Child Custody on Halloween

Posted by Josh Valentine | Sep 24, 2019

When most couples are negotiating child custody and visitation schedules, they focus on family-oriented holidays like Thanksgiving and Christmas. However, other holidays can be just as important for children and Halloween is a favorite holiday of many kids. 

Kids (and some adults) get excited about the one day where they can dress up as a vampire, witch, or superhero and go door-to-door getting candy. As October 31st approaches, child custody on Halloween can be a source of tension. 

Planning Ahead for Holidays 

Most child custody issues can be ironed out by discussing them ahead of time and being flexible. This year, October 31st falls on a Thursday and is still a school day for most kids. Generally, the standard child visitation schedule would remain in effect but parents may have other options where both parents get to spend some time with their kids in costume. 

Trick or Treating Together 

Parents who are on good terms may decide to come together for a couple of hours to take their kids around the neighborhood. This can be the simplest solution and requires no changes to the child's schedule. However, this is not always possible or ideal.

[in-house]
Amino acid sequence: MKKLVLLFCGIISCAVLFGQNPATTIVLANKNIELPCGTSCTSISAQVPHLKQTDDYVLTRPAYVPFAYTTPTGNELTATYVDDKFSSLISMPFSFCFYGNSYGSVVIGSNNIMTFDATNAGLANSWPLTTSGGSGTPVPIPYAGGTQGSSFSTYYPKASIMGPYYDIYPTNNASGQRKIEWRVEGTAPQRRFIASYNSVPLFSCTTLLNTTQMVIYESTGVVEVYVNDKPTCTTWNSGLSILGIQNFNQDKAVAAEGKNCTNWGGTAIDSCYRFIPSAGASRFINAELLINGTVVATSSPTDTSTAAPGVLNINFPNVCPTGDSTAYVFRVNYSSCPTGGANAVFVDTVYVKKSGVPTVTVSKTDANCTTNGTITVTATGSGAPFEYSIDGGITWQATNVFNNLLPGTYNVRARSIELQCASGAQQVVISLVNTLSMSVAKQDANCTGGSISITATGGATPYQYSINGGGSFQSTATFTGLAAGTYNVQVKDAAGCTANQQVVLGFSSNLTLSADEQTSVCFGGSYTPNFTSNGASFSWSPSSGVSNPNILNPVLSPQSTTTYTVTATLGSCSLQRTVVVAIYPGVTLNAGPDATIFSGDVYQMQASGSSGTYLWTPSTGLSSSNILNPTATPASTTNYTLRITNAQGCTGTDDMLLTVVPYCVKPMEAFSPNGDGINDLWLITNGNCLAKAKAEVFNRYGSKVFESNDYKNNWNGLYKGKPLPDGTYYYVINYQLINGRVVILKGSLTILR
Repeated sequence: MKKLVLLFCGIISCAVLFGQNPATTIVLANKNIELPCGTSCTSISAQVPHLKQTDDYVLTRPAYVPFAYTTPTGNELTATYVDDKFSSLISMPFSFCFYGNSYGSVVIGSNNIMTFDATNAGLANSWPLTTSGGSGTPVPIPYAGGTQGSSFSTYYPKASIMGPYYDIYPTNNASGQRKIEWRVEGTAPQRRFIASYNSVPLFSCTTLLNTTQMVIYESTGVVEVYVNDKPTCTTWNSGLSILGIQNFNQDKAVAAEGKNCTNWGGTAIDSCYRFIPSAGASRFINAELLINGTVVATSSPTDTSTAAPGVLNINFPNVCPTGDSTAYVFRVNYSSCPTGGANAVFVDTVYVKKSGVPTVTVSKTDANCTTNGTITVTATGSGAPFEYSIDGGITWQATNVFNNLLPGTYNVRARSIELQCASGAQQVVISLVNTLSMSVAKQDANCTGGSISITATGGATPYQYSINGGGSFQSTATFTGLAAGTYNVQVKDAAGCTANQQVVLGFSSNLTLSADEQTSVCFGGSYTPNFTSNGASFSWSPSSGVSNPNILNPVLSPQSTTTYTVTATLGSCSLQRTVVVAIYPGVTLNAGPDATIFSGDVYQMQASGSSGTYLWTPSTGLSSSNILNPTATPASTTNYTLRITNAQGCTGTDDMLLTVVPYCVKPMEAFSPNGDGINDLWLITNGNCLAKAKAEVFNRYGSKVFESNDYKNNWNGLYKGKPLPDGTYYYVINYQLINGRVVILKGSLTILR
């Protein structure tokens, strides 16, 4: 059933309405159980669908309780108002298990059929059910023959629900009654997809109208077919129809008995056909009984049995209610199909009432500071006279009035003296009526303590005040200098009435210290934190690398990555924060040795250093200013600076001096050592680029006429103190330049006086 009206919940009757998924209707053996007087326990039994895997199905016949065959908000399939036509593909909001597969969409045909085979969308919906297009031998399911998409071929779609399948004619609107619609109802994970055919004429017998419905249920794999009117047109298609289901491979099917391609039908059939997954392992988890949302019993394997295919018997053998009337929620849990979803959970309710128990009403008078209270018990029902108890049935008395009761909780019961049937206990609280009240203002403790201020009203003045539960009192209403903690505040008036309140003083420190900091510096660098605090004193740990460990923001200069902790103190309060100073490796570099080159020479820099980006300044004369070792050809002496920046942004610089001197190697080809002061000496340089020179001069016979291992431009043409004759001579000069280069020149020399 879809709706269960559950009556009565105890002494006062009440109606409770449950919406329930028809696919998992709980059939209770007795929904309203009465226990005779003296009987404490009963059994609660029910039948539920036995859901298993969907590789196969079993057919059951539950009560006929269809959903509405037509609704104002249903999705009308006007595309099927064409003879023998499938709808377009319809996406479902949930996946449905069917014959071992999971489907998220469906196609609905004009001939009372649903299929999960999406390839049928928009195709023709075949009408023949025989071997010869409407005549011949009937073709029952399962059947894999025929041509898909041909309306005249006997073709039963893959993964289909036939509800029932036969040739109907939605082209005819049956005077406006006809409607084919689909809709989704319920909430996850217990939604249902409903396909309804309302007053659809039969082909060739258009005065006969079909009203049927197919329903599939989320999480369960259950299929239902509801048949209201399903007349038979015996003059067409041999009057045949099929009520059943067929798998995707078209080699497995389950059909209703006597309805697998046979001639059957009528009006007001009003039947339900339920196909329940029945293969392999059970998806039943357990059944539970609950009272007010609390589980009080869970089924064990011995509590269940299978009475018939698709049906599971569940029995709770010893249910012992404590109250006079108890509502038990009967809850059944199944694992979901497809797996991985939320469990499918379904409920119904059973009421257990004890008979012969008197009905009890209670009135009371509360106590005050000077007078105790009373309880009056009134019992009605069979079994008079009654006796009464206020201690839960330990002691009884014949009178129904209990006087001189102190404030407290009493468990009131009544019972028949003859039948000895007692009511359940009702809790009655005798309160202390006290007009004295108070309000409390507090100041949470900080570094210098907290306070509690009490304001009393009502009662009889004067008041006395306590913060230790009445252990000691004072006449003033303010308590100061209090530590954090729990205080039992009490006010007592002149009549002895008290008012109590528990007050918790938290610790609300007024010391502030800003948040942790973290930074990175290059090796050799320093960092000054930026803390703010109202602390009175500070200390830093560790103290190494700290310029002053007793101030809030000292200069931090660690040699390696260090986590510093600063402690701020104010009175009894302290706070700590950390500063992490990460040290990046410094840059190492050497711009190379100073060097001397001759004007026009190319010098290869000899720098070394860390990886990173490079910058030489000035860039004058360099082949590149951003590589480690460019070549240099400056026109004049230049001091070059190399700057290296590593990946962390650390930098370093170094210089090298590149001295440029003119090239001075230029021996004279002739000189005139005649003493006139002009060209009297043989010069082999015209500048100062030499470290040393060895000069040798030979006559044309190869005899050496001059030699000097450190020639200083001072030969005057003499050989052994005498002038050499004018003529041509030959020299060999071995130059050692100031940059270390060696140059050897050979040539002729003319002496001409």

Two Neighborhood Trick or Treating

Trick or treating often begins before it gets dark and continues as long as candy holds out. If the parents live near each other, there is likely plenty of time to split the evening. One parent can take the child trick or treating in the early evening and return for the other parent to finish the night going door-to-door before it is time for bed. 

Weekend Halloween Events 

Halloween itself is on a weekday this year but there may be other family-friendly events on the weekends leading up to Halloween. This could be a trick-or-treating event at a mall, parade, or fair. Weekend events will not only allow the kids to dress up twice (and get twice as much candy), but they will also allow children to spend Halloween time with each parent. 

The last weekend of the North Carolina State Fair falls on the weekend before Halloween, which can provide plenty of fun and entertainment for parents wanting to spend time with the kids. 

Trunk-or-treat events may take place on Halloween or the weekend prior. These are often hosted by churches, schools, or communities as a safer alternative to kids walking around neighborhoods after dark. 

Alternating Years 

Another alternative for parents is specifying every other year as a day the child spends with the parent for Halloween. Even if parents do not alternate every year, Halloween may fall on a Saturday or Sunday (like next year, Saturday, October 31, 2020). As a weekend day, Halloween may naturally fall on a day that is within the other parent's custody schedule.